The Work Behind the Play

Yesterday I pulled into the full parking lot of my local disc golf course, which it was really nice seeing it full as the course had recently been re-opened after going through a major redesign that drastically changed the course.  I was glad that people were coming out to see the new course and its new layout and to experience it.  Among some of the people there I had heard some groans and mumblings about how it had changed and that the course was harder, that it was kind of unfinished.  As I heard these I wondered how many of them knew the real amount of work and labor that had been poured in by a small handful of local folks.

It is kinda like when you go climbing, it is very easy to take a lot of stuff for granted.  On a simple day sport climbing how much do you ponder the work put into making trails cutting the hated switchbacks, putting up access ladders, cleaning lichen, and moss off of the walls, putting in bolts, and maintaining the hardware on the routes.  There has been a ton of work put into a lot of our favorite places that we can easily take for granted.

We should take time to reflect on all of the behind the scenes work that make our play grounds great.  We should approach these areas with gratitude, thankful that they exist, and thankful for the people who care for and maintain these areas.  A lot of them do it anonymously, no for praise, fame, or money.  They take on these endeavours  out of love, love for the land, love for the community and love for the sport.  If you see or know any of these people give them a thanks, or better yet a helping hand in getting the work done.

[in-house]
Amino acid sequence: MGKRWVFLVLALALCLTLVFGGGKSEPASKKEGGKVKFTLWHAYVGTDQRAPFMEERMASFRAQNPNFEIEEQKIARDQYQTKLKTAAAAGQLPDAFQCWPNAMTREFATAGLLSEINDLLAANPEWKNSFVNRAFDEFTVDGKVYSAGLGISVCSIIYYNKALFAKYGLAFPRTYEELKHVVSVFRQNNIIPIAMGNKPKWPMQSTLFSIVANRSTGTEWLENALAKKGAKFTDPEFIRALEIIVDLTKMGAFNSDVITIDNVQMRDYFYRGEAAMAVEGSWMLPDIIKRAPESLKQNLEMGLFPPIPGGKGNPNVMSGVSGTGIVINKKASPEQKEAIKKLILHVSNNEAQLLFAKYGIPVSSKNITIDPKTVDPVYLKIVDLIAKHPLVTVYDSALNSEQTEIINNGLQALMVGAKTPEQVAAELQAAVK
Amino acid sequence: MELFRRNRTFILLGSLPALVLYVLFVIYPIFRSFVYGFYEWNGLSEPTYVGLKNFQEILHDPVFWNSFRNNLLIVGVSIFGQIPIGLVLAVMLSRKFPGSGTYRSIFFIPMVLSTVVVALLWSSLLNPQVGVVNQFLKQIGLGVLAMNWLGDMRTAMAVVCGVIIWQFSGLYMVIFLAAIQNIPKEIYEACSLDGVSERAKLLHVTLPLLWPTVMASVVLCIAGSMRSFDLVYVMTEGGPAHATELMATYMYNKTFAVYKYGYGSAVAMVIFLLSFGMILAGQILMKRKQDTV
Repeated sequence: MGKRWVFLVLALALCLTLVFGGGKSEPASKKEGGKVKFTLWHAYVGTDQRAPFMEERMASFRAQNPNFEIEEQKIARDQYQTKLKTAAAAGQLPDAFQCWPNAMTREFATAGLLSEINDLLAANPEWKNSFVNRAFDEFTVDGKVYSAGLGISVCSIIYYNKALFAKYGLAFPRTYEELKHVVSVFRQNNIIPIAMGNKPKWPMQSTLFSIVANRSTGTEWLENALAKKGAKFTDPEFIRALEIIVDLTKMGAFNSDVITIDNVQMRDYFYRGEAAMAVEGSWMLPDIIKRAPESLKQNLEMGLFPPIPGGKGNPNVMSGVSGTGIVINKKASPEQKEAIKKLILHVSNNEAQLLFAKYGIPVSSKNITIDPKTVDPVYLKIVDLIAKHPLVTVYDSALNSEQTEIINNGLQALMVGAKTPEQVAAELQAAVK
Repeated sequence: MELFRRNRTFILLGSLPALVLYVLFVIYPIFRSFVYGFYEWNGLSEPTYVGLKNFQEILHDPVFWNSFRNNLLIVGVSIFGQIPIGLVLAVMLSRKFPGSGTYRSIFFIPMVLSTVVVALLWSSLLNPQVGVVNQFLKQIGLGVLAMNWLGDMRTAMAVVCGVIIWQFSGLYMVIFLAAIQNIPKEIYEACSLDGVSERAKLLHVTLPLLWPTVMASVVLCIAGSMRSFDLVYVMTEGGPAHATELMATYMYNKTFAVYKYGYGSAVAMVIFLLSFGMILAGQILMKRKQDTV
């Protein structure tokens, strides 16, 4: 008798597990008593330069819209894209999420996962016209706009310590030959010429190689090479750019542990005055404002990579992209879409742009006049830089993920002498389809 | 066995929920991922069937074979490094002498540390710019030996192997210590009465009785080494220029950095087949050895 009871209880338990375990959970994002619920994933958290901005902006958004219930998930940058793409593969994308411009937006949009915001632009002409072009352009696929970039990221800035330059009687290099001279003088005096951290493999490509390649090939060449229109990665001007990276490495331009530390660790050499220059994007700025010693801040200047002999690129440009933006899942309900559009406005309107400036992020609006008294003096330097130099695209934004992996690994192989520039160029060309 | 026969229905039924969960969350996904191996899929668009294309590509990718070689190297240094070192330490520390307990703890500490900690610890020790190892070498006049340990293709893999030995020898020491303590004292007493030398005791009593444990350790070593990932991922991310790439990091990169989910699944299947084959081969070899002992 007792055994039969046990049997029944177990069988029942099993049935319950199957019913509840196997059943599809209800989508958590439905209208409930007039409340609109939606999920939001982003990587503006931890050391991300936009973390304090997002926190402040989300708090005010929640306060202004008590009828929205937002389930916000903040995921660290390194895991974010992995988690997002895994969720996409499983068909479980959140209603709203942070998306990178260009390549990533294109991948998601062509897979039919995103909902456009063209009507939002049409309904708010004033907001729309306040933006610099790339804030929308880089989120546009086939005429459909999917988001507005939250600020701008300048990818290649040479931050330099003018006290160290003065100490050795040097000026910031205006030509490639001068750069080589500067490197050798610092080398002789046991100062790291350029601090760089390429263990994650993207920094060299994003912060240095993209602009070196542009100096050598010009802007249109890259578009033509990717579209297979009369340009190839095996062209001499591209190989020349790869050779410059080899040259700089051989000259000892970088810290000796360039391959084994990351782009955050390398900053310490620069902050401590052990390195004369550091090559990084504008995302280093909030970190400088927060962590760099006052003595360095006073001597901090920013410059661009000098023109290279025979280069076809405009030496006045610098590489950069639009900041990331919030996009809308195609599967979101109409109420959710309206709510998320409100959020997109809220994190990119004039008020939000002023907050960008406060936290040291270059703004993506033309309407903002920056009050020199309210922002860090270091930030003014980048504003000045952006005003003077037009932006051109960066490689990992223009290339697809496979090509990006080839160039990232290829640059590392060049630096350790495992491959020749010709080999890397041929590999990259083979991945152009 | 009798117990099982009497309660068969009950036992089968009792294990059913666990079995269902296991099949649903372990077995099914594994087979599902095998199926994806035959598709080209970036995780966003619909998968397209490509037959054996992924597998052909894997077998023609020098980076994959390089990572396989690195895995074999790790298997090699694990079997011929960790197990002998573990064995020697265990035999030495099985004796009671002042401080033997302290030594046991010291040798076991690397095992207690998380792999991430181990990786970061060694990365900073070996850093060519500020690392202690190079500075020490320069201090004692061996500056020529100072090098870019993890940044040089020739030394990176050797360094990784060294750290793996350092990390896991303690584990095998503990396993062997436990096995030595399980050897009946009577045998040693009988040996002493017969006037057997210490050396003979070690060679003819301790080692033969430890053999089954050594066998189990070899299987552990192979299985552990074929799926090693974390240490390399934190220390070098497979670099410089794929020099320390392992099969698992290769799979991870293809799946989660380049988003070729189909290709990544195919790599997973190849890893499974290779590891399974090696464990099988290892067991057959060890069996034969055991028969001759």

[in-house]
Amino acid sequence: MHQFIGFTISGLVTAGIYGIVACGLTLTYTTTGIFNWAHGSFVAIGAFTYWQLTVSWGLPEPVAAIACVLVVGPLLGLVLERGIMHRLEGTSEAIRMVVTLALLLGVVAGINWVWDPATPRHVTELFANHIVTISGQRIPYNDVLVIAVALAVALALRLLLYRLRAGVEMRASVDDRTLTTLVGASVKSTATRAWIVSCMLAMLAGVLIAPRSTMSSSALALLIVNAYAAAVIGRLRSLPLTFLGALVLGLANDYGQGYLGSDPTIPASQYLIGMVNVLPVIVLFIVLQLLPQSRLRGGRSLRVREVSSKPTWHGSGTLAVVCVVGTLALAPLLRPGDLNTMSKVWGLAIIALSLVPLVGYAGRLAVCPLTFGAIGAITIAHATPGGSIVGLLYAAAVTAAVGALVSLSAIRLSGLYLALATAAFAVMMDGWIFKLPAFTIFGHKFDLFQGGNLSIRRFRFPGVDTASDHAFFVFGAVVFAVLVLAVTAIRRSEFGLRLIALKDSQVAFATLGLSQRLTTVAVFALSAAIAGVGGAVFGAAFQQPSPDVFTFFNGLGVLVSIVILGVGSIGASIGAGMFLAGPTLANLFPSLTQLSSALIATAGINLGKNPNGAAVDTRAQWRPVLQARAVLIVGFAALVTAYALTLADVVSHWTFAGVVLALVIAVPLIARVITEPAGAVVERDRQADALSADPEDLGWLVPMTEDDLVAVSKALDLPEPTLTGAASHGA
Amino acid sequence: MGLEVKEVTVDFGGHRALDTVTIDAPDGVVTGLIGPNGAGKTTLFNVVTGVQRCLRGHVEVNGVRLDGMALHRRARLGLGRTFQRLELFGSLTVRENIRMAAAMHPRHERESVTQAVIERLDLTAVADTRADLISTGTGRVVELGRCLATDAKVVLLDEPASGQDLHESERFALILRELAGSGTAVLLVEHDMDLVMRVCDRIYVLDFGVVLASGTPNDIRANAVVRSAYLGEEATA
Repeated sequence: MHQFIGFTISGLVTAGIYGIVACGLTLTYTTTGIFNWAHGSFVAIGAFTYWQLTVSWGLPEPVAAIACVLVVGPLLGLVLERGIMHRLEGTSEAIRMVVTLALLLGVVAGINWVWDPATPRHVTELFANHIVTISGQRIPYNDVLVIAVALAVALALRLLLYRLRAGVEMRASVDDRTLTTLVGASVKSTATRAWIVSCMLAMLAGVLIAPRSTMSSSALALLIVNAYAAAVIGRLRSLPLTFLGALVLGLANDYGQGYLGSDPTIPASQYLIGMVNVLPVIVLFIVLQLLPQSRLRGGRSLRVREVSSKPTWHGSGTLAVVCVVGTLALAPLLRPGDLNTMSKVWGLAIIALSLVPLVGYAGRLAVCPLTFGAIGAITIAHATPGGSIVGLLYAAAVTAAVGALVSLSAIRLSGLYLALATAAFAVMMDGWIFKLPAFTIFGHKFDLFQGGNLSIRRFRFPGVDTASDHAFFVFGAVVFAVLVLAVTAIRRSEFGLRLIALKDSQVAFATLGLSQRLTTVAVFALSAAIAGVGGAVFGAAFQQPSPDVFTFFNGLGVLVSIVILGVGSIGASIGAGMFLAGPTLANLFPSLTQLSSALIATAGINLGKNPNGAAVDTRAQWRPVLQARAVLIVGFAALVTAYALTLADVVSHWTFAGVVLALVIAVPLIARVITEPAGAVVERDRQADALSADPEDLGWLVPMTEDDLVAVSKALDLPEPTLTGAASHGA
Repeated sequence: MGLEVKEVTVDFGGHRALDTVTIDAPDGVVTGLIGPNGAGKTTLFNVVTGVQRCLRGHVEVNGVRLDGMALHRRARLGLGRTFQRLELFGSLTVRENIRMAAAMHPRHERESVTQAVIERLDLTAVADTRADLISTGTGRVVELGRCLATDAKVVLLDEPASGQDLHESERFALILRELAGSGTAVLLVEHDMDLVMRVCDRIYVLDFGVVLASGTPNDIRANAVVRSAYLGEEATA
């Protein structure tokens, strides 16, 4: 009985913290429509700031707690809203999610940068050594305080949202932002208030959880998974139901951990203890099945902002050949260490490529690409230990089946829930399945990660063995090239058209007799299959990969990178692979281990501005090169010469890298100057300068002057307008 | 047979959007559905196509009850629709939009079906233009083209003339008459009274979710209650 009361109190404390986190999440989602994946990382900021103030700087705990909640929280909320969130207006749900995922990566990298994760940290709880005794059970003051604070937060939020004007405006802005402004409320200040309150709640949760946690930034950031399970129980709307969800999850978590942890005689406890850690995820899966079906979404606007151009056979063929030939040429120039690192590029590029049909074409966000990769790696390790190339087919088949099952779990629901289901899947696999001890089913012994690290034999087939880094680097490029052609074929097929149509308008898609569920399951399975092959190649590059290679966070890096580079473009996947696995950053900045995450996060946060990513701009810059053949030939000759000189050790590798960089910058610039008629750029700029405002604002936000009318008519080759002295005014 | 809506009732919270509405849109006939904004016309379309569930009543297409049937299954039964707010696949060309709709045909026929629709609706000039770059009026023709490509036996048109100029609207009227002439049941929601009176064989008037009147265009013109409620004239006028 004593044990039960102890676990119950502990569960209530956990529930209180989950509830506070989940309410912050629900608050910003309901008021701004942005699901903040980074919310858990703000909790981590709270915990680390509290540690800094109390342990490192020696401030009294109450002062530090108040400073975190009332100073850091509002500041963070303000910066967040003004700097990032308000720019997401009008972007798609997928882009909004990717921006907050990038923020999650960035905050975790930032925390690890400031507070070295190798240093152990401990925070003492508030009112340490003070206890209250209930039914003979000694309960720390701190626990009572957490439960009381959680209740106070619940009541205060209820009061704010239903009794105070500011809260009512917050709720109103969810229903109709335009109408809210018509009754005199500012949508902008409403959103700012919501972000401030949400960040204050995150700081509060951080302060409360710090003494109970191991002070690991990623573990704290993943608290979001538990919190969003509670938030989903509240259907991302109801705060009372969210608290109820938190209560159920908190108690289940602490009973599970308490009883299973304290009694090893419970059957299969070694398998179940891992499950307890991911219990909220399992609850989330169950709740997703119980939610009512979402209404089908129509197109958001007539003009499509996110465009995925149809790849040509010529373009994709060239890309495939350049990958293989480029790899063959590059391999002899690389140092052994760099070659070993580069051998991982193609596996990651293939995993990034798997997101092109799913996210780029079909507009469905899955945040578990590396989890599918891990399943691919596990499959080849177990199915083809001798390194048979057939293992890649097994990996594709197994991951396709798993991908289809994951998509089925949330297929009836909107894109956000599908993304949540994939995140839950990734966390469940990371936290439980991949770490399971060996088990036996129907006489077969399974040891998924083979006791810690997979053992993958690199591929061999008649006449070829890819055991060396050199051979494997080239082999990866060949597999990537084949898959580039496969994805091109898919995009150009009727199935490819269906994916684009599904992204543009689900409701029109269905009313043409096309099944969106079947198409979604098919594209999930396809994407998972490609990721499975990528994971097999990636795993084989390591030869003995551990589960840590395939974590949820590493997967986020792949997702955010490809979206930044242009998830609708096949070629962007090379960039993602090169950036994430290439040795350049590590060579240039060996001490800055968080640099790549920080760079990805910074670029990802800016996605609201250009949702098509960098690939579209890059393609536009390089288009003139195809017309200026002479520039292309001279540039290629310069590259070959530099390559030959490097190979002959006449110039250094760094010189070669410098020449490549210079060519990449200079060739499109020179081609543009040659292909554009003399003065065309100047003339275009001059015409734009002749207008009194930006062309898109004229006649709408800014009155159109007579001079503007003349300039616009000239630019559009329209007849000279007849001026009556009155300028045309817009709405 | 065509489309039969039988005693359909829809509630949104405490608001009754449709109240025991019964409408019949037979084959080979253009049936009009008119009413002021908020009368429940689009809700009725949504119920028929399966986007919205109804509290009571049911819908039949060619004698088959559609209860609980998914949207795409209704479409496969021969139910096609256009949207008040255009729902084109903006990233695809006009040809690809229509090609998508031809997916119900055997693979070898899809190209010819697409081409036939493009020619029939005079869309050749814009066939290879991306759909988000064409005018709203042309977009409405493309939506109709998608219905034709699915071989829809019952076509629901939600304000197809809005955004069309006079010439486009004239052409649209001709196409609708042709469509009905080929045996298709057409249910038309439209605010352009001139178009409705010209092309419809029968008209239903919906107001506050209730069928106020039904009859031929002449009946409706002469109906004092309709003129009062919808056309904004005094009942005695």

I encourage everyone to take part in some activity to give back to your favorite spots.  Pouring yourself into a course or a crag give you a sense of agency, and ownership in the area, and helps to foster a much deeper appreciation for it.  Most areas have local organizations that coordinate clean up or trail days, to help maintain and even improve the land.  Not everyone maybe able to attend these or commit fully to such an activities so here are a few small suggestions of how you can help with the work behind the play.

-Clean Up Sticks: On wooded disc golf courses it is very common for sticks and branches to fall into the fairways every storm.  If you take an opportunity during rounds to move them to side or off the holes it will help clean up the holes

-Pick-up Trash: Cleaning up trash is easy and everyone can do it.  Normally we are out with pack full of discs or gear but we still have room for some trash.

-Clean up Graffiti: Some people like writing on stuff, but if you can clean it up it helps make the course just a bit bigger.

I want to end by giving a huge thanks to Chris Mahaffey and the SCDGA on all of the work they did coordinating the work on the Robert E. Miller disc golf course, and thanks to all those who put in time helping out.  Also a thanks to Dave Wolfrey for complimenting one of my previous blogs in person, good to know people read it.